For those of you who aren’t up with the lingo: When we burn fossil Fuels (coal, oil and gas) to get energy, we release carbon dioxide. This is bad because it adds to the amount of carbon dioxide already in the atmosphere and more carbon dioxide traps more heat, which melts ice caps, causes droughts etc.
So we need to “transition” away from using fossil fuels. We can’t do it overnight, for sure, but if we had begun in, oh 1989, we might almost be completely done by now; Instead, the amount of energy we get from fossil fuels has stubbornly stayed at over 80% since then – all the solar panels, wind farms have been additional, rather than substitutive.
Now, those who own and profit from natural gas like to point out that at the point of burning, gas releases about half as much carbon dioxide as coal (they don’t talk about all the leakage of methane and so on BEFORE the point of combustion). So, they say, natural gas is a “bridging fuel” until we have enough renewables. Natural gas, they say, will help with the “transition.”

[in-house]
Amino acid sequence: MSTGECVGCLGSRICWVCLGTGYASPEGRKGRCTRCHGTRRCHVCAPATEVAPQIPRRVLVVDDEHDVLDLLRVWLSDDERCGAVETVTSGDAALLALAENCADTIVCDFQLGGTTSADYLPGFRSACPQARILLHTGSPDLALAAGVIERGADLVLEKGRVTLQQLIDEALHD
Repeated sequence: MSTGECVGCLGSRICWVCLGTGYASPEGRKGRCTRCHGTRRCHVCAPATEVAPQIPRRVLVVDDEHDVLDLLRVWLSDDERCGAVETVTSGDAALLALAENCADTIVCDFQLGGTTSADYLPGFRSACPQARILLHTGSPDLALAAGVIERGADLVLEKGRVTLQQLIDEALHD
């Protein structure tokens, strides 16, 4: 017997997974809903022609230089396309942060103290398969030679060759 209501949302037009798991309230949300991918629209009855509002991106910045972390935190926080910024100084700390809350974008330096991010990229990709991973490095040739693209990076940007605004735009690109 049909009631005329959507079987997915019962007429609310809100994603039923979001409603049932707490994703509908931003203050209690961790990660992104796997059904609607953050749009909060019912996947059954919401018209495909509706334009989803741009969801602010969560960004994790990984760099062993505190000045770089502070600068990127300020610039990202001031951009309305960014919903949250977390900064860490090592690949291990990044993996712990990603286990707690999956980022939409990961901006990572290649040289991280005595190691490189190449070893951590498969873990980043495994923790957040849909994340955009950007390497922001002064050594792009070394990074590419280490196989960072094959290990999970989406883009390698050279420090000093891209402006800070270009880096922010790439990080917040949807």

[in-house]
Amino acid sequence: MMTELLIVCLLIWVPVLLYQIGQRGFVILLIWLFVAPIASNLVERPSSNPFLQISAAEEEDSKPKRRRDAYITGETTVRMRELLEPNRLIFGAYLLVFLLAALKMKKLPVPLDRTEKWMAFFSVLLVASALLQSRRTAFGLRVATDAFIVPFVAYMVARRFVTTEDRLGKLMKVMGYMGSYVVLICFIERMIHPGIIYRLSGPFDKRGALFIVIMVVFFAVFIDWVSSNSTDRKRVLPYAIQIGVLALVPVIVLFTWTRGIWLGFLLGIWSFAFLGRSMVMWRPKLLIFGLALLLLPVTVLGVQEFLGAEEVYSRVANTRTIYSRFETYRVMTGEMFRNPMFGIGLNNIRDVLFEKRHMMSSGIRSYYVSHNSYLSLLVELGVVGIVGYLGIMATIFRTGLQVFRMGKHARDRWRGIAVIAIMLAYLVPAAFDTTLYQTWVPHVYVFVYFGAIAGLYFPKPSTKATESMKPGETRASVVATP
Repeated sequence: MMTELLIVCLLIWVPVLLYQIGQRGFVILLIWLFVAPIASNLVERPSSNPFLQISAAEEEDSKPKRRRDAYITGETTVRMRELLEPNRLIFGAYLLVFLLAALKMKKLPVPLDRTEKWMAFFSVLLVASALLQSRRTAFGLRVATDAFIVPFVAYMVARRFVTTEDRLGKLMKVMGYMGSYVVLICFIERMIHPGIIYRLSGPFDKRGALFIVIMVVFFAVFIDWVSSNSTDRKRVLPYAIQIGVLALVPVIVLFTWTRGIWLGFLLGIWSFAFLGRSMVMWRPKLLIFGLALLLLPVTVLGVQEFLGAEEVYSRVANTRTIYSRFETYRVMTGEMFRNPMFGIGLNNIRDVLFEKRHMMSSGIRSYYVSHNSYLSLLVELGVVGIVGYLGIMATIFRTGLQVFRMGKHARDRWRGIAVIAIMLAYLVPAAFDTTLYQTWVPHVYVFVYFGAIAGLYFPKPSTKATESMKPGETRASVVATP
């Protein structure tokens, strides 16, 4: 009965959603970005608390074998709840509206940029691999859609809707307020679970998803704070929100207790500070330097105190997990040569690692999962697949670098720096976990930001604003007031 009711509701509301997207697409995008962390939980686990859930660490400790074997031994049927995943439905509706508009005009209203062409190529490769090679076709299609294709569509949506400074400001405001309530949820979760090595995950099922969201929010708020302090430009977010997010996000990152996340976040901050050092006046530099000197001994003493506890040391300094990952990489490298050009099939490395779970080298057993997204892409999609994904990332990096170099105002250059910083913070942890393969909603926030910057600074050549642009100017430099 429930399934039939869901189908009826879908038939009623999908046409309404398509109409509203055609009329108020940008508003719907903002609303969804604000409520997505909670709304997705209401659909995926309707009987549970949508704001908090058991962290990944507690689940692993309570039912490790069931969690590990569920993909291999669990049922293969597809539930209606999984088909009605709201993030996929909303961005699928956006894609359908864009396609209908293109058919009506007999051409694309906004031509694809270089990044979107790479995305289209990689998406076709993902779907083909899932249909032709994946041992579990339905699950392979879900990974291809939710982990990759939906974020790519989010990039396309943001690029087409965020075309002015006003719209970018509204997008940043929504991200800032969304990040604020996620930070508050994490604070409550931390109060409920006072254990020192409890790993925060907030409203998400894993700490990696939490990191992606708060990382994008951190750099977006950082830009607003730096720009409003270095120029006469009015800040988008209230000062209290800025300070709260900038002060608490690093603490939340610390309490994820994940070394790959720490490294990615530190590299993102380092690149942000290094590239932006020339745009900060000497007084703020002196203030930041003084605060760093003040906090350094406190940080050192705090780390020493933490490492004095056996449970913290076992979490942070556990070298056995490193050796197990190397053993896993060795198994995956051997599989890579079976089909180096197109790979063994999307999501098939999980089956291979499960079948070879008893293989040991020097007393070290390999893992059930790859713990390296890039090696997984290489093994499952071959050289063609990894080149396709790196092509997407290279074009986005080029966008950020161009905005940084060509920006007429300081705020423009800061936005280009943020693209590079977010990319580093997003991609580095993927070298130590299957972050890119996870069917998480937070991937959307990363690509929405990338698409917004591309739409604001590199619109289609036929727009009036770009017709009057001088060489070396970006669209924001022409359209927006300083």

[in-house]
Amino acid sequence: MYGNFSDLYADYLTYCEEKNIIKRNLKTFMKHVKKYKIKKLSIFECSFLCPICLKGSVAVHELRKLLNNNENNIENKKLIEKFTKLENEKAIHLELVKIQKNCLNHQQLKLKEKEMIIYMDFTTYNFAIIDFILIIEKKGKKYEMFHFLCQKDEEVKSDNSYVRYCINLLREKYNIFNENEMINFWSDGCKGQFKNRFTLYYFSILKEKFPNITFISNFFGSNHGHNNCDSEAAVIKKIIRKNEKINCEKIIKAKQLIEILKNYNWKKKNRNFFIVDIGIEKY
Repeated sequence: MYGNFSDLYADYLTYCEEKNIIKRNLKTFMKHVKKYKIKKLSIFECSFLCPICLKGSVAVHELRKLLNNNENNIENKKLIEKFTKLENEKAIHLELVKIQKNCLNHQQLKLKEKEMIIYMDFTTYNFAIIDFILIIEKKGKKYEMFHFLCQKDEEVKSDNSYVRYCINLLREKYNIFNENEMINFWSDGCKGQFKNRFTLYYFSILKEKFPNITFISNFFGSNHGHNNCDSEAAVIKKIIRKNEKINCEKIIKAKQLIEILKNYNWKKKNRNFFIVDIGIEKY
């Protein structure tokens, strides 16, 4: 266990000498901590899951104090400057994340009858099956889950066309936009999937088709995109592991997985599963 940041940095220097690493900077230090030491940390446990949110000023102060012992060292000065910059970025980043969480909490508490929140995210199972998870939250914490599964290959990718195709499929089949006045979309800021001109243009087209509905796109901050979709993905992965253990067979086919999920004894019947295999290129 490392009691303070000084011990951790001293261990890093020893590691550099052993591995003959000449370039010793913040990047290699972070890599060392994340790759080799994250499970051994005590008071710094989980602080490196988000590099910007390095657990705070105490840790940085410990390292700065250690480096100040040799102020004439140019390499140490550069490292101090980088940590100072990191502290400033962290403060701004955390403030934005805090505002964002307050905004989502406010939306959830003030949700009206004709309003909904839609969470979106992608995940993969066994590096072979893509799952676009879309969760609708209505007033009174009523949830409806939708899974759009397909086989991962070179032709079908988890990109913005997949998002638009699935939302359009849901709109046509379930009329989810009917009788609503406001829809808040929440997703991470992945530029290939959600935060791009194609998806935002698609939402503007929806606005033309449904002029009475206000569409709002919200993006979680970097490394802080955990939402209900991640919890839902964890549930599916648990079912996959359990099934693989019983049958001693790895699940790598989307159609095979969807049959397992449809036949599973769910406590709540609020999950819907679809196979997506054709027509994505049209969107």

This MIGHT have been true thirty years ago. Now, not so much, as people like Professor Kevin Anderson and Dr John Broderick have pointed out (see here). We need to move faster – much faster – than the soothing language of “bridging” and “transition” suggest.
I have never seen coal trying to claim to be a transition fuel (for obvious reasons).
World Coal, Vol 31 no. 2 has an editorial. And in it, these priceless words
“From a broad perspective of recent events, this latest European energy crisis can be viewed as a microcosm of fthe global energy transition at large. The switch from one energy source to another, be it fossil fuels to renewables or Russian pipeline gas to US LNG, cannot be achieved overnight: a transition period is essential. This once again illustrates coal’s value as a transition fuel. Almost inevitiably, one day other sources of energy, likely renewable, will take over the task of meeting the world’s ever increasing demands for energy from fossil fuels. However, today is not that day.”
I know I should say something about Gramsci, and the way incumbents try to capture and de-fang contestation of their hegemony, but right now, I just need to lie down in a dark corner with a wet flannel on my face and have a quiet cathartic cry.